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Apple's future in question after Jobs' resignation

(CNTV)

17:12, August 26, 2011




BEIJING, Aug. 26 (Xinhuanet) -- After Steve Jobs' resignation as CEO of Apple, the company he co-founded decades ago, analysts and customers in Europe believe the move signals a change, but is not likely to have a huge impact on the innovation of the company.

With a showman's flair, Steve Jobs always seemed to delight in maximizing the drama of his time in the spotlight.

'And one more thing' was the phrase the Apple faithful had come to expect from the company's co-founder and visionary boss. It was the signal that a rabbit would be pulled from a hat, or at least the technological equivalent.

On a personal level, he'd fought and survived a rare form of pancreatic cancer which had already forced him to step back from running day to day operations more than once.

By announcing his resignation as CEO and backing Tim Cook as his replacement Jobs signaled it was time to move forward.

Outside the Apple store in London's Covent Garden, consumers contemplate what the shift means for the brand he built into a global powerhouse.

Shopper Ilya Ryndin said, "The company will miss him, because I know he was the face of Apple."

Simon Leavesley said, "It is quite a shock, but I can't blame him with the health issues that he has."

Holly Wilson said, "Shocked, but not devastated. I'd still be comfortable with buying anything from Apple, it's an established brand, I trust the quality of their products."

Mark Mulligan is an independent digital strategist who's observed Jobs in action on several occasions.

Independent Digital Media Strategist Mark Mulligan said, "He's clearly charismatic. He's clearly somebody who I would say is a force of personality, and somebody who manages to inspire leadership in people. There is no way that he would've been at the top of his game through so many challenges, personal as well as business. He's managed to hammer through things nobody else has achieved in negotiations."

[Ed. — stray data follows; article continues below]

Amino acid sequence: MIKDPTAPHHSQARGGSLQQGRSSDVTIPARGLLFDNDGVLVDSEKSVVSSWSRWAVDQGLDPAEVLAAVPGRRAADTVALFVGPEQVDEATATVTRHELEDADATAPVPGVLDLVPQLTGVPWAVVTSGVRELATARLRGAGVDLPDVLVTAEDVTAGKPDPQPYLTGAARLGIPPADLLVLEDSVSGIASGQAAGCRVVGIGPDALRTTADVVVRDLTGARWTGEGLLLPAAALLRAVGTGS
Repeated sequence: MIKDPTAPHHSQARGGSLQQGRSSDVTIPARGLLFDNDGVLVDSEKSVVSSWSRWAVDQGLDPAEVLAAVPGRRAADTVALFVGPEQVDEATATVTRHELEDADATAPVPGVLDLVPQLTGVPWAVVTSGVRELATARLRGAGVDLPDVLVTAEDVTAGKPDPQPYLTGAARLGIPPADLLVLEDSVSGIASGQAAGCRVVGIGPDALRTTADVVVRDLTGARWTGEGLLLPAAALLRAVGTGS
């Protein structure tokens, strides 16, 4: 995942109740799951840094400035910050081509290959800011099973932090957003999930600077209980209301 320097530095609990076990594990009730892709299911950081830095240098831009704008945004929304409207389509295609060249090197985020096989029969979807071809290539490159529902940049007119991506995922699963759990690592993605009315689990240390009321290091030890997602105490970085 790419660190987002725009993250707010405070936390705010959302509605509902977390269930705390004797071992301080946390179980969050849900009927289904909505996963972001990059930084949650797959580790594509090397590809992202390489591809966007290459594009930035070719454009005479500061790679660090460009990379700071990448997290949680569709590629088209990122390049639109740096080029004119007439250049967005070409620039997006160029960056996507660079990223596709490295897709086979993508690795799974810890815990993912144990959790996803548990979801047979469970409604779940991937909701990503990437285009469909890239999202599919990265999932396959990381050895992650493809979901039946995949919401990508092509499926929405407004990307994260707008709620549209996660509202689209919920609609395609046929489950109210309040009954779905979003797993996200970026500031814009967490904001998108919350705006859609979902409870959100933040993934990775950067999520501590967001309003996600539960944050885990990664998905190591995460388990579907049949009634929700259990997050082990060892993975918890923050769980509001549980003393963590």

Carolina Milanesi is the chief Apple analyst at Gartner Research and says the question everyone's asking is:

He said, "It's almost as if some people think of this as the end of Apple which is absolutely the wrong way to look at the company with iPhone 5, with the new version of the iPad, with iCloud. To some extent Apple is starting on a new journey if you like and maybe this is the right time for Steve Jobs to hand over the reins to Tim Cook to drive that next phase of the company. At the moment where the company is safe and doing very well."

There is little about this news that comes as a genuine surprise, other than perhaps its precise timing.

Still that doesn't diminish the impact of hearing that the man who engineered the most remarkable corporate turnaround of our times is planning to take a lesser role in the company he helped to found.

Email|Print|Comments(Editor:张茜)

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